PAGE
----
I bought this film as part of my February buying spree, which means it was part of my March binge. Which is a couple of movies a week, so I am not sure that that counts as a binge in 2023.
I just read the book–in this case, “just” means almost two years ago. So I will steal the book’s plot summary as the film is pretty true to the book:
So. The story of the book is that the protagonist, a 35-year-old record store owner named Rob Fleming gets dumped by his long-time live-in girlfriend for the guy who formerly lived upstairs from them (and the two move in together elsewhere), which triggers Rob’s reflection on his relationships and his life which seems to have stalled. Prone to making a list, Rob lists his top five heartbreaks of all time and gets in touch with those women and moons over Laura, whom he met while he was DJing at a defunct club. She has gone onto become an attorney at a big law firm in London, which creates a gulf between them in Rob’s mind, and he’s starting to get a little bitter.
That’s the size of it, except the location is changed to Chicago.
In the film, Rob (John Cusack) breaks the fourth wall a bunch to talk directly to the audience, which actually works to capture some of the first person narration of the book. The film also wraps up and closes pretty quickly after the funeral, when Rob and his most recent girlfriend reconcile–the end part of the book where Rob dotes a little on the reporter for the local alt paper goes on a bit much, and his future with Laura, the girlfriend with whom he reconciles, is left more in doubt. In the film, as I said, this is minimized, and it looks like Rob has actually grown up and changed, whereas the book left that in doubt.
The film resonated with me, perhaps more than it did when I first watched it. Rob’s kind of at a loose end, getting older and not really accomplishing much these days aside from sticking in his rut and then bolting from relationships. It’s been a while since I have had a project that I spent time on–I’ve started to think that the things I start or try are pretty much doomed to failure as I tend to get to a certain point with them, encounter some difficulty, and then set them aside and the tide of life washes over them, and suddenly six months or six years have passed.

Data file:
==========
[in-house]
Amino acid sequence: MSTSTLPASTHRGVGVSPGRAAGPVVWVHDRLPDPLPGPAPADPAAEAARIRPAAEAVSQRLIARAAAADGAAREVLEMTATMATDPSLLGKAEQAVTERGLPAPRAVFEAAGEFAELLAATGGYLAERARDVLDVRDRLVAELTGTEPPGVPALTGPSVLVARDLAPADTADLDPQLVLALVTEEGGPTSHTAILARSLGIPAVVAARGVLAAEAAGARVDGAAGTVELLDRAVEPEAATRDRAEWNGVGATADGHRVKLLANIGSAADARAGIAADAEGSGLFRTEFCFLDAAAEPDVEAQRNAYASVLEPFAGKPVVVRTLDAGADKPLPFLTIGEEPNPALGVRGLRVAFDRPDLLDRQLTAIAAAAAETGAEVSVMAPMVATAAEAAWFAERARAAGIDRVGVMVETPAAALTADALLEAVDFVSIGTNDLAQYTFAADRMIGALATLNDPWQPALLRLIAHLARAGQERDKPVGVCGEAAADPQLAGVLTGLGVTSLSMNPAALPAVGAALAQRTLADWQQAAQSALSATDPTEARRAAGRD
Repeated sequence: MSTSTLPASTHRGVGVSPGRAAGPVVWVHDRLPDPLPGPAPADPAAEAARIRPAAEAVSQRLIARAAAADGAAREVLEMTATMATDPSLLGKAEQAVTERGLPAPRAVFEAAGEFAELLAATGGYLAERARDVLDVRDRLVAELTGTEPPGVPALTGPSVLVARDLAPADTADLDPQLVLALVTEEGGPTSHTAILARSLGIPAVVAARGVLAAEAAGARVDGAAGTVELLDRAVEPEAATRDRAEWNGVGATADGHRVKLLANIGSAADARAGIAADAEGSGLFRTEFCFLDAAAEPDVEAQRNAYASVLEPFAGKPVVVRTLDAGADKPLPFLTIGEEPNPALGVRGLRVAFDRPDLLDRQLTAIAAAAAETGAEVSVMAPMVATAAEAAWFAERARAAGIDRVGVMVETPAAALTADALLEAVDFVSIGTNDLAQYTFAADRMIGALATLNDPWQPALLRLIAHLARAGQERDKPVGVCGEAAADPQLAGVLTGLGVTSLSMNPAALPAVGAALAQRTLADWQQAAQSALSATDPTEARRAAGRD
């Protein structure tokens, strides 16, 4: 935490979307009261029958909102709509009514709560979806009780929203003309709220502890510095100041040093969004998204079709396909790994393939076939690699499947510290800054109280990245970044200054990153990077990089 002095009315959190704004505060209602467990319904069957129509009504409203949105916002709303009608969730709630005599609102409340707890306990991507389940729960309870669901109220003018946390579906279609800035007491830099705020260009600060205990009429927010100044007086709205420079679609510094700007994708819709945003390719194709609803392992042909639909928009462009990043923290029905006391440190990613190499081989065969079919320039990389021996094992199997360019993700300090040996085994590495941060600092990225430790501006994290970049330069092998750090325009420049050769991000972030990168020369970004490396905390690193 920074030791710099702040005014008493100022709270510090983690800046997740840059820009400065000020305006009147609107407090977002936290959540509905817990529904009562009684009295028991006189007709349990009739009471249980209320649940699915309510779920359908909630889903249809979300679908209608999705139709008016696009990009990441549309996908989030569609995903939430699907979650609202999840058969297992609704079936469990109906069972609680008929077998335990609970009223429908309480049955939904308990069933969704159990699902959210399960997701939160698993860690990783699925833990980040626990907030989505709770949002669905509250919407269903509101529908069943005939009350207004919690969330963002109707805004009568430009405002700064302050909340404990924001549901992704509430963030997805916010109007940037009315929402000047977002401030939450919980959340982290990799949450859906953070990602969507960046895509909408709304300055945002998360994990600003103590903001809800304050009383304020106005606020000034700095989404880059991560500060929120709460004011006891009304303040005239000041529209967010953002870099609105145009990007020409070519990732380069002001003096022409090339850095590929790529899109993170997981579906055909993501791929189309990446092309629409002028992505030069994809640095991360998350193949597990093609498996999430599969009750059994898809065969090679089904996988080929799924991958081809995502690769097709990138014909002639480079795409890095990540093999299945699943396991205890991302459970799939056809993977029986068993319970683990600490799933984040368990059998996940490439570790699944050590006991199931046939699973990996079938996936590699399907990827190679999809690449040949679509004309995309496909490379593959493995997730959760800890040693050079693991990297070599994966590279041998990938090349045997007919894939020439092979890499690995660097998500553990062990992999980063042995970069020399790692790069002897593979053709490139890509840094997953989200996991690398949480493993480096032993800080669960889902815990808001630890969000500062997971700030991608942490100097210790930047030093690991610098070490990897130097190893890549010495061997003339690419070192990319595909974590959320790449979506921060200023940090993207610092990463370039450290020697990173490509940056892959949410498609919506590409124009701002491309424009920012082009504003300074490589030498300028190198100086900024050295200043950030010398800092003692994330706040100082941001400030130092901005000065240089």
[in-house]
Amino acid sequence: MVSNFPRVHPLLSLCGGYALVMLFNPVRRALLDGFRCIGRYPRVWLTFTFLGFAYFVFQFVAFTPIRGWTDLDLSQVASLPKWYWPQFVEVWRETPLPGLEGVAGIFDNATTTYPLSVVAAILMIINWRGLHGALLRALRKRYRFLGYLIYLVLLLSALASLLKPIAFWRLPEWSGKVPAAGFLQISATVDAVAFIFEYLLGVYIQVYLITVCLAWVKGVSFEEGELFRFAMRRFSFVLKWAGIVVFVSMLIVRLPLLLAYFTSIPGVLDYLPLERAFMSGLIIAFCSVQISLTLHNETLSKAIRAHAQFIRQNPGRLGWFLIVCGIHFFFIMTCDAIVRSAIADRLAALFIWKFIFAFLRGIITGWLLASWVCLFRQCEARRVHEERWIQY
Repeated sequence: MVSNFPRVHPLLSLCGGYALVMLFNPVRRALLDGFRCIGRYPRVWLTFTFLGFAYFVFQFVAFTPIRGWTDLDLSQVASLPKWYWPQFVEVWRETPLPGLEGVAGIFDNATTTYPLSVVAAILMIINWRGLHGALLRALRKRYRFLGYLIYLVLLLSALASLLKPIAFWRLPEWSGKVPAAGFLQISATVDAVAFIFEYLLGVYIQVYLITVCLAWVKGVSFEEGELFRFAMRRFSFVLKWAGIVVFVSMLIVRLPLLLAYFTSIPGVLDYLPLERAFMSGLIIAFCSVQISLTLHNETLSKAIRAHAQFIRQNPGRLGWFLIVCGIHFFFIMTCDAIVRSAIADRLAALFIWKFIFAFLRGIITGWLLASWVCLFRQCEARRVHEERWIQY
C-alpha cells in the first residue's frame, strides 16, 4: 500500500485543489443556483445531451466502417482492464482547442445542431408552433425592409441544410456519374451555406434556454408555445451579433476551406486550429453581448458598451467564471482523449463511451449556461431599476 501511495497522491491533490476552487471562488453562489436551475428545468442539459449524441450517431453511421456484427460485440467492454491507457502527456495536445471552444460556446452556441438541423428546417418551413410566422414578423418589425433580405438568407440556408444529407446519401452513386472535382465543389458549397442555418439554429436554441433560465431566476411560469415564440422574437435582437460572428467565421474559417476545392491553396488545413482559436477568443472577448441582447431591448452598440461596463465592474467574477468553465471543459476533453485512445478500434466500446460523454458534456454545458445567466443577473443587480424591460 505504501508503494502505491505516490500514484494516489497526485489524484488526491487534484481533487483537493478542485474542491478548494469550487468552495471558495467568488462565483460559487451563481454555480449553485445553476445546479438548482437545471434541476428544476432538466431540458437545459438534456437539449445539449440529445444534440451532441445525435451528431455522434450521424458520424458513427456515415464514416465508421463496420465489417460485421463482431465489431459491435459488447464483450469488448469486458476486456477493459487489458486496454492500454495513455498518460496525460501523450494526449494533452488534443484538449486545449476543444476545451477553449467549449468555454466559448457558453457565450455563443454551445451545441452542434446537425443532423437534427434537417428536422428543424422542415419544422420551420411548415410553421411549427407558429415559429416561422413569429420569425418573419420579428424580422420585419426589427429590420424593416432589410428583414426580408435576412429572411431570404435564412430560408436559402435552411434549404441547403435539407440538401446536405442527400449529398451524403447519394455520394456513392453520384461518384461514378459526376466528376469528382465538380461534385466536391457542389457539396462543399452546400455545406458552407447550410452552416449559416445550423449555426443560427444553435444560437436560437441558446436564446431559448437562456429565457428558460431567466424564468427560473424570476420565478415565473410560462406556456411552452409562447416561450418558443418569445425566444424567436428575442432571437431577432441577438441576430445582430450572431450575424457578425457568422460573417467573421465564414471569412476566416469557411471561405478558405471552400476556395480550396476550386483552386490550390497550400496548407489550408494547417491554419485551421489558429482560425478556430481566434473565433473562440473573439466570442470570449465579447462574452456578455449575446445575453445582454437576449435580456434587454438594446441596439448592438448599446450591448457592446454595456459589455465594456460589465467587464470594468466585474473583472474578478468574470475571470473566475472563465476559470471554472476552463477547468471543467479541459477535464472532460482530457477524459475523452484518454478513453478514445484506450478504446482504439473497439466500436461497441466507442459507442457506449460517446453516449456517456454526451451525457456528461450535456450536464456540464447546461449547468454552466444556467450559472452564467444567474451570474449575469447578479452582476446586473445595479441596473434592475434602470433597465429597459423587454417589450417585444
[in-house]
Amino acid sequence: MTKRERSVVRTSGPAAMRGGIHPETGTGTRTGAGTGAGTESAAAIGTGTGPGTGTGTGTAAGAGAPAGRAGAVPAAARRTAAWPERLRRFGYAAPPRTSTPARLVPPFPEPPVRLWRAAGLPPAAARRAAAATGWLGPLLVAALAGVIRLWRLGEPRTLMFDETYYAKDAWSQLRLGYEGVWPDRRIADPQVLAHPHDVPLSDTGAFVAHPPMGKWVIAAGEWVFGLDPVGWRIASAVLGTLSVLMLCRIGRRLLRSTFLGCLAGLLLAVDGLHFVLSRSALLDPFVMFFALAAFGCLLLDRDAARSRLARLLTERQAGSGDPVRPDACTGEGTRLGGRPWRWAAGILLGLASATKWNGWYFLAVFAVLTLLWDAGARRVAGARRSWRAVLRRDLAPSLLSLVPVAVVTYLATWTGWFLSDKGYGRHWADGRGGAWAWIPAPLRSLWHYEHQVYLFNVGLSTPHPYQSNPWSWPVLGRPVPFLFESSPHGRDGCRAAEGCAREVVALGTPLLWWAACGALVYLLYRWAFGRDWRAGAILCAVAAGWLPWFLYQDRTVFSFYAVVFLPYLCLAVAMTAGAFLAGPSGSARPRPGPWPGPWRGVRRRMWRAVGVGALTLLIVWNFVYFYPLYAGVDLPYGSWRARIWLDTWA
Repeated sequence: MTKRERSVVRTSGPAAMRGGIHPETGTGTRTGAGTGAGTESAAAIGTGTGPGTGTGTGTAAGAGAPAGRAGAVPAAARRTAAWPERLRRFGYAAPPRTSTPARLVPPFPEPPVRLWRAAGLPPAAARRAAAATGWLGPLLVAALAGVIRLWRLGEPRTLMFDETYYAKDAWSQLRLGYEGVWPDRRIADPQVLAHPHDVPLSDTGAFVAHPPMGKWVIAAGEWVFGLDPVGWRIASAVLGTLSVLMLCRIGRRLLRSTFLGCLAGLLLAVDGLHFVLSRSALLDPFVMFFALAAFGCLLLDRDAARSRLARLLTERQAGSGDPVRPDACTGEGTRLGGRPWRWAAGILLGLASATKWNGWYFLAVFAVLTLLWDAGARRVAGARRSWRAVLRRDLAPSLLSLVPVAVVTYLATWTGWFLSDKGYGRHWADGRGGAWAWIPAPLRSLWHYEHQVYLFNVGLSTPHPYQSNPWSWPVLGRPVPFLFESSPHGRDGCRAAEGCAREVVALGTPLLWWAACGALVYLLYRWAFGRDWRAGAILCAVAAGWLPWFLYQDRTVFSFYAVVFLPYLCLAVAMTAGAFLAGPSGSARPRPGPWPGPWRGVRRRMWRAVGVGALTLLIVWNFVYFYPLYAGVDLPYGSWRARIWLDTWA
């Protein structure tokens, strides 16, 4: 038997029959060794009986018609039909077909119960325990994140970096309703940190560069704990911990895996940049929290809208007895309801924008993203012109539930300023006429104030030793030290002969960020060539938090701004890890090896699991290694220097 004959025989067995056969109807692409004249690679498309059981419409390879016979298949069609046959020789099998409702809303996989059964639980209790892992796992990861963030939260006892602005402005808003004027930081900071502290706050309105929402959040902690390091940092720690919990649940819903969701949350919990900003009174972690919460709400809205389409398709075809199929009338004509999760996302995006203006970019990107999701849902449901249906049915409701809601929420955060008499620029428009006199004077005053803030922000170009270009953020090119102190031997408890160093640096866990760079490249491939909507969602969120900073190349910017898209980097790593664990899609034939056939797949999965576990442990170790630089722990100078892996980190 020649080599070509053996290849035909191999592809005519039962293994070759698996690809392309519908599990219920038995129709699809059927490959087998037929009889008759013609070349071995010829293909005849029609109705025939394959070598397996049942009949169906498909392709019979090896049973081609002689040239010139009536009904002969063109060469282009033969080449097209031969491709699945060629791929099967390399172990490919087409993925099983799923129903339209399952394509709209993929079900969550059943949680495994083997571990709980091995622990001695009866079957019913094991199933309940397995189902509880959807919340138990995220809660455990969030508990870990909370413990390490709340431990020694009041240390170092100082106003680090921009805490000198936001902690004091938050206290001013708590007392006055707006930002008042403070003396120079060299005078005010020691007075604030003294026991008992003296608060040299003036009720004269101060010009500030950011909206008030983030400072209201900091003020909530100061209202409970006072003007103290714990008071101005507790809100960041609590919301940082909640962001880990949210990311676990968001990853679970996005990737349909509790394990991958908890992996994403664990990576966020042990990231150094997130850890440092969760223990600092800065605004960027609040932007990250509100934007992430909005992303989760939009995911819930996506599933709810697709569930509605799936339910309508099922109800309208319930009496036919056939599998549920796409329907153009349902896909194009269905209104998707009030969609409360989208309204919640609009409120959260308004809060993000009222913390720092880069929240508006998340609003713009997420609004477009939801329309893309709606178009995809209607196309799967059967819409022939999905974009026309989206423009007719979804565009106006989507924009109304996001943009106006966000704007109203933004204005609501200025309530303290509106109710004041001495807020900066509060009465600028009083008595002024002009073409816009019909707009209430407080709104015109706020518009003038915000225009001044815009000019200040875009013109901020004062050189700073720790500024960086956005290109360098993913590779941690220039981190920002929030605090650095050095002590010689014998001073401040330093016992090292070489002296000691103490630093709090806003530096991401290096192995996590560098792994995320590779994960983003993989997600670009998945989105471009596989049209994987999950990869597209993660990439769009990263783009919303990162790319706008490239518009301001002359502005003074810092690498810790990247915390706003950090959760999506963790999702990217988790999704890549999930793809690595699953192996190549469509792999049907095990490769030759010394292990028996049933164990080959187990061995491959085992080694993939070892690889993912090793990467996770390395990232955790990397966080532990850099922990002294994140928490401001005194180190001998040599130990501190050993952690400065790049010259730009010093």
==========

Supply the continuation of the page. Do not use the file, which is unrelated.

I’m fortunate, though, that I’m still married and I don’t have to deal with that particular angst of dating and finding someone. I just need to remember I have her more.
So a better film than a book, strangely. Perhaps a bit anachronistic to the younger people, although who knows? It certainly did not seem anachronistic to me because I lived it contemporaneously.It also has nice casting, including Jack Black as one of Rob’s employees and Tim Robbins as the pony-tailed martial artist and Zen master neighbor that Laura shacks up with.
And one of the parts of the film is Rob reaching out to women who broke his heart–although he relearns that he was often the dumper and not the dumped. The film casts many lovely actresses as Rob’s former girlfriends.
Joelle Carter played Penny Hardwick, a woman who loved Rob in school, but when he broke up with her, she hooked up with another student.
Catherine Zeta-Jones played Charlie Nicholson, a college romance who seemed above his station, but when he views her from the perspective of an adult, he finds her a bit shallow.
Lili Taylor plays Sarah Kendrew, a rebound romance after Charlie whom Rob discovers, when he finds her again in her mid-thirties, that she’s still a needy mess.
And Iben Hjejle plays Laura, the woman that Rob does love and does decide he wants to be with.
She is mostly known for her work in Europe and never did make a big splash here in the United States, unfortunately.